Training Unique Clients for Fitness Trainers

Training Unique Clients: Not Your Everyday Training Population for the Fitness Professional

As Fitness professionals, we work with many demographics and training populations. From your senior and youth population, to more specialized such as cardiac rehab or eating disorders, we are faced with different challenges during our sessions. These clients prove to be the most rewarding given the right effort and determination of both the trainer and the client.

One particular training population that might be overlooked and that I have had the pleasure to work with recently is the addictions client. These individuals are seeking to maintain long term sobriety, and to learn how to live their lives without alcohol or drugs. They learn hard facts about themselves and the many reasons they lived their lives in addiction. These clients are now facing their issues directly and this involves serious mental and emotional resolve. Some of the hard facts about addiction are that they truly have a “disease” and they need help to overcome the dependence.

I am currently working in Naples, Florida with a residential adult substance abuse rehab program called Crossroads at David Lawrence Center, where clients stay an average of 3-4 weeks. Clients voluntarily admit themselves into this program after a three to five inpatient detox. The format for the class we teach includes low-impact body weight and light aerobic exercises in a group setting. The purpose is to teach the client that by exercising, the body will release natural endorphins such as serotonin. The client may not realize that they have been using alcohol and drugs to replace these naturally occurring endorphins and we now teach them the healthier way.

I interviewed 2 clients that requested to remain anonymous for the purpose of this piece. For the sake of this piece will call them Grace (26 years old), and Justin (28 years old).They have been exercising with us for the last few weeks.. They both started with feelings of depression, anxiety, and physically felt like their system was still detoxing the drugs and alcohol. Immediately after their first class they felt better and had more energy. Although exercise was a challenge at first, they felt a sense of accomplishment being able to finish the class.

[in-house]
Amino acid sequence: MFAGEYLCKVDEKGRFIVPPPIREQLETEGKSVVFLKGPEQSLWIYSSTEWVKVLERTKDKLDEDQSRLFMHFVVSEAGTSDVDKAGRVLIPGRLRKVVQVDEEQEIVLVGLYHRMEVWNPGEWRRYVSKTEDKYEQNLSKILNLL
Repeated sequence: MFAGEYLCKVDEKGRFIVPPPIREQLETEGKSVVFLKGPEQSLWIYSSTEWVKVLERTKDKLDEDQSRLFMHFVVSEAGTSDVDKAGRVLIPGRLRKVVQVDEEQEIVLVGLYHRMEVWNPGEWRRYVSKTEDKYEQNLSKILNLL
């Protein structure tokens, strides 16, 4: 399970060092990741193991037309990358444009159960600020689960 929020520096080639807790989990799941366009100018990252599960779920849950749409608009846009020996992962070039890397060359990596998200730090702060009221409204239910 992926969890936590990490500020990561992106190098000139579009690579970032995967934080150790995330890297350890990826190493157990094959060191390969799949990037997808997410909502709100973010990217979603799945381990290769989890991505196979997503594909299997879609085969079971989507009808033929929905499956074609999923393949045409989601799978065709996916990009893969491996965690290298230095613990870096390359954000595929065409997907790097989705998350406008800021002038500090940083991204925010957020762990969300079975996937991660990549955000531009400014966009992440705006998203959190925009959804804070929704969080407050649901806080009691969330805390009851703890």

After 2 weeks of exercising four to six days week that included 2 days each of circuit training, yoga and periodic walking, their emotional swings was considerably less. They both felt natural endorphins after exercising and a sense of peace of mind and happiness.

They both stated that sobriety is “40% physical, and you must take care of your physical wellbeing.” The byproducts are “emotional stability and increased self-esteem.”

Training unique clients can present a series of unexpected challenges, and part of being a great trainer is to be prepared when working with specialty groups. In my experience, especially in this setting, the client is not always enthusiastic about exercising. In order to best operate, I’ve had to reassess the situation, make changes, and do my best to keep the enthusiasm high, without pushing them too hard. At the end of the day, the gratitude I’ve felt from the client when they thank me for working out with them, shows me the positive impact exercise can make on an individual’s life.

This article was written by Nino MagaddinoThe author’s opinions are their his own and neither ELIVATE nor NASM takes responsibility for content, statements and opinions. You should seek expert counsel in evaluating opinions, treatments, products and services. For more info see our Editorial Policies.